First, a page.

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Sharpen Your Knives: Talking with the First Four "Top Chef: Masters" Contestants

True confession: I've been suffering from some painful Top Chef withdrawal since the last season wrapped up.

Fortunately, Bravo realized that many of us have been craving another culinary competition and next week will launch spin-off series Top Chef: Masters which will pit 24 of the country's most celebrated chefs against one another in a battle of wills and skills that will leave only one standing as they fight for bragging rights and a donation to the charity of their choice.

I had the opportunity to catch up with Hubert Keller, Christopher Lee, Michael Schlow, and Tim Love, the first four contestants on Top Chef: Masters last week via a press call to see what they had to say about the series' grueling Quickfire and Elimination Challenges and just how they fared on the chopping block. (Meanwhile, look for an advance review of the first episode of Top Chef: Masters next week.)

"The charity part was absolutely first and foremost," said chef Michael Schlow of Boston's Radius, speaking about why he joined the cast of Top Chef: Masters. "I think you know all of the chefs that are involved in the show will say that. Plus you know it's an honor to be asked to be on a show that's titled Top Chef: Masters. It's a top-rated food program -- the regular Top Chef program is a top-rated food program in the country, and so I think we're all flattered to be asked. I mean we want to represent our cities and our towns. And so the idea of not only doing this for charity but getting a chance to hopefully showcase some of our talents in a fun setting with our friends, it was enough for me, and it was a great opportunity."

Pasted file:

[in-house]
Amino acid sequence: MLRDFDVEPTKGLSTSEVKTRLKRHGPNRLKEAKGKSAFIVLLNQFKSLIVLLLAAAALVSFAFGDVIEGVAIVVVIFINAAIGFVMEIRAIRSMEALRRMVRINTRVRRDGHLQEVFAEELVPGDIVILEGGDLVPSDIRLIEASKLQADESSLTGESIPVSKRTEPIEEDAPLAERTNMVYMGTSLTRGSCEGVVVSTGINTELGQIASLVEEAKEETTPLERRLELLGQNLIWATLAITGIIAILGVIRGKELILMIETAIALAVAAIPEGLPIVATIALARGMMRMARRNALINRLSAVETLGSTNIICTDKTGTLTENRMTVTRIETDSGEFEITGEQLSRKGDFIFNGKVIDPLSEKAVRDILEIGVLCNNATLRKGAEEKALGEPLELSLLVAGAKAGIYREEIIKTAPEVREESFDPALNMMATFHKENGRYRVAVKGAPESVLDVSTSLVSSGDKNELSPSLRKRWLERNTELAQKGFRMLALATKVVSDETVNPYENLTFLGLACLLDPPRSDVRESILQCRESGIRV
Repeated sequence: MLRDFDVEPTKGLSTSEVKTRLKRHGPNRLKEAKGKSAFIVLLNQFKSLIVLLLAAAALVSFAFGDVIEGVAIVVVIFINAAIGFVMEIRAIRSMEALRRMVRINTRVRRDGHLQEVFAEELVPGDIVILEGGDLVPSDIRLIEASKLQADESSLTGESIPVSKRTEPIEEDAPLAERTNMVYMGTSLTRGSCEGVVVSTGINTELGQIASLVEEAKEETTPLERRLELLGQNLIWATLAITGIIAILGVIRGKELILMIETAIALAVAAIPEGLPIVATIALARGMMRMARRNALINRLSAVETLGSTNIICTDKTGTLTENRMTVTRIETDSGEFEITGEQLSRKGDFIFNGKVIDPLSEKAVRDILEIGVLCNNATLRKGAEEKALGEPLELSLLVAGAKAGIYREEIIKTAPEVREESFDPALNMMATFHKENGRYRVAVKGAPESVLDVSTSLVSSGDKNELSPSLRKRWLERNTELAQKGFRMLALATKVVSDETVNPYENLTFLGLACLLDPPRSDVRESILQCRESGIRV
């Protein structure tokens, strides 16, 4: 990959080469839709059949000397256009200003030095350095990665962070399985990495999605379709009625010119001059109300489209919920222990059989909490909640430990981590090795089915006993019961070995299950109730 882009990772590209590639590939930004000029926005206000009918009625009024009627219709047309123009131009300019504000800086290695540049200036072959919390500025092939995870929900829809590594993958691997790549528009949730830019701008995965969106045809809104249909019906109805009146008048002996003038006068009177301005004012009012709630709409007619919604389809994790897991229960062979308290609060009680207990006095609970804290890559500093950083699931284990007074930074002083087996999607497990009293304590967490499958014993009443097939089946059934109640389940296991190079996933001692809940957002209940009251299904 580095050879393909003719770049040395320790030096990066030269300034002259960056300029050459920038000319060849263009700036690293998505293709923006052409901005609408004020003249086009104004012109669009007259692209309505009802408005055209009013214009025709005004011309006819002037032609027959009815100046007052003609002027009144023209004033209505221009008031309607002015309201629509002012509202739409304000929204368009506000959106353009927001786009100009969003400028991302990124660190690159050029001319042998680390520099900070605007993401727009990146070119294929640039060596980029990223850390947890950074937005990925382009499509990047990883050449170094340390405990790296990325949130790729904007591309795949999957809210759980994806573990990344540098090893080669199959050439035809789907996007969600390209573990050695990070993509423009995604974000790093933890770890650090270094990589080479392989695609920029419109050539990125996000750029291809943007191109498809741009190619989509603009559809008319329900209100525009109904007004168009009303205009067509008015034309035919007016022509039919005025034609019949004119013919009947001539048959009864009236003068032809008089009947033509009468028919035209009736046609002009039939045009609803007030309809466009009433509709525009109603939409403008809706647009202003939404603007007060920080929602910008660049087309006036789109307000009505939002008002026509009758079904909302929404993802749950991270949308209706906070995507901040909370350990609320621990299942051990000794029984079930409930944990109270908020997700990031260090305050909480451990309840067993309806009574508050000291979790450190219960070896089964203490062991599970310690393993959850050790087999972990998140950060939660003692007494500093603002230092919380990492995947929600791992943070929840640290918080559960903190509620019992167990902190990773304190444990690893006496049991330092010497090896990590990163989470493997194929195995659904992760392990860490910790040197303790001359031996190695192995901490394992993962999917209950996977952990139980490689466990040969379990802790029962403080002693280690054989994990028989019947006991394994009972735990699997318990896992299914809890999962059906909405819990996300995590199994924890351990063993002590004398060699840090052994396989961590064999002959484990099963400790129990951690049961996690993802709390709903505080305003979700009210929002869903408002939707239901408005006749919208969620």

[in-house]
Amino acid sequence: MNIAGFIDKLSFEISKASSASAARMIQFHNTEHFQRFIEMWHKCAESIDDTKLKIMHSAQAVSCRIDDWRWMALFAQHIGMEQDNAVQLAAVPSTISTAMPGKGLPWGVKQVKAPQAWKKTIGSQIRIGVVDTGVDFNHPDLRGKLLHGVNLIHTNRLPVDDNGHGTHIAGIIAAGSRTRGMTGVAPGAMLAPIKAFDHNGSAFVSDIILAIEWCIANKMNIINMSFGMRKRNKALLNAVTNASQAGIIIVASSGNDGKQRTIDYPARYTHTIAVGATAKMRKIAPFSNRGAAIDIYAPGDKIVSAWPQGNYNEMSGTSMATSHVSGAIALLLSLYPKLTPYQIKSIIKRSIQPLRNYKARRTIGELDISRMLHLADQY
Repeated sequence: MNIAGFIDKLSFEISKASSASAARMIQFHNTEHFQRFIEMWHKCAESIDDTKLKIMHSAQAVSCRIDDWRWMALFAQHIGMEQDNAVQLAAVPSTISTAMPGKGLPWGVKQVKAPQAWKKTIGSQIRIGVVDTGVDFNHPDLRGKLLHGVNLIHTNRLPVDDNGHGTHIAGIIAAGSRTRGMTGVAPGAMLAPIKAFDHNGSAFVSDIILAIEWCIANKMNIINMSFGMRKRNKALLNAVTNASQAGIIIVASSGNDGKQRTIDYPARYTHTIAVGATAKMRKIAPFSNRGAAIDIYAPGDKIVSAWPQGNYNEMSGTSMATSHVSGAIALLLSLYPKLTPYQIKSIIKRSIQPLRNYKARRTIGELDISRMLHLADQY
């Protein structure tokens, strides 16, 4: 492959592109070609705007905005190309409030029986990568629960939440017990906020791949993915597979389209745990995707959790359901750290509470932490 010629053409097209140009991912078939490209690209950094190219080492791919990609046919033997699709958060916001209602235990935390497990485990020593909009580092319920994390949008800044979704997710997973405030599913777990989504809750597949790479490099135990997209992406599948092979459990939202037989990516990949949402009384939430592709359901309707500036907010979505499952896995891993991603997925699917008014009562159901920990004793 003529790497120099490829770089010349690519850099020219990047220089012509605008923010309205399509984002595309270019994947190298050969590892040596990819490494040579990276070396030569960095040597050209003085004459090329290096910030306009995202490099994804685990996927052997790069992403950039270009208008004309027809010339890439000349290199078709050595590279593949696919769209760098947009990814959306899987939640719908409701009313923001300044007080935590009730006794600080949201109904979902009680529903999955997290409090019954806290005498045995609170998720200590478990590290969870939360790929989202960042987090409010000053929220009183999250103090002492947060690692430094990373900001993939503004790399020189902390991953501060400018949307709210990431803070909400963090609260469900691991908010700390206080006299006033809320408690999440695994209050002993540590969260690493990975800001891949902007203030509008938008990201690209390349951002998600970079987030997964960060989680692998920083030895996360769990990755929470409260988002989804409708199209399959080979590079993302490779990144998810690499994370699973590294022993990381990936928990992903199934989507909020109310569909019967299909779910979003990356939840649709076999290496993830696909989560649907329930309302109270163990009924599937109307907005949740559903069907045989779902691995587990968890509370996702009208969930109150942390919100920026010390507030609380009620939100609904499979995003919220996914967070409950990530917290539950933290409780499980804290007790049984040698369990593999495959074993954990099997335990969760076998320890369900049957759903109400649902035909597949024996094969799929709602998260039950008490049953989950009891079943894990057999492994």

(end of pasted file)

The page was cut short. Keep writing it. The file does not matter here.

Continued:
But what about the risk factor of pitting well-known and established chefs against each other? Weren't the contestants at all worried about that?

"As far as the risk factor goes, yes, you know you get on any reality TV show, there's a lot of risk involved and I think all of us kind of were biting our cheese a little bit to find out how it was going to be edited because we obviously don't know that until the episode comes," said Tim Love of Fort Worth's The Lonesome Dove Western Bistro and The Love Shack. "But I think it turned out to be really great. And of course I'm sure you can tell from the episode, we all enjoyed hanging out with each other. And anytime you can get together with some of your colleagues like that in a different setting, it always makes for a lot of fun. We see each other at food and wine festivals and things like that, but to get together and make an episode with three other great chefs like these guys that I worked with, it was a great honor."

Famed Fleur de Lys chef Hubert Keller concurred.

"It's true there is risk involved that I think all of us having our own restaurants and business and everything, I think we're running risks everyday, right?" said Keller. "So I think it's part of our lifestyle also that when something is up, when [you get into] something, yes, actually we do take risks and it's all about what we're doing. And otherwise for me also since I was participating as a judge in three different seasons in the past and the first Top Chef was also filmed at Fleur de Lys in San Francisco, I must say it's something that I could not have turned down."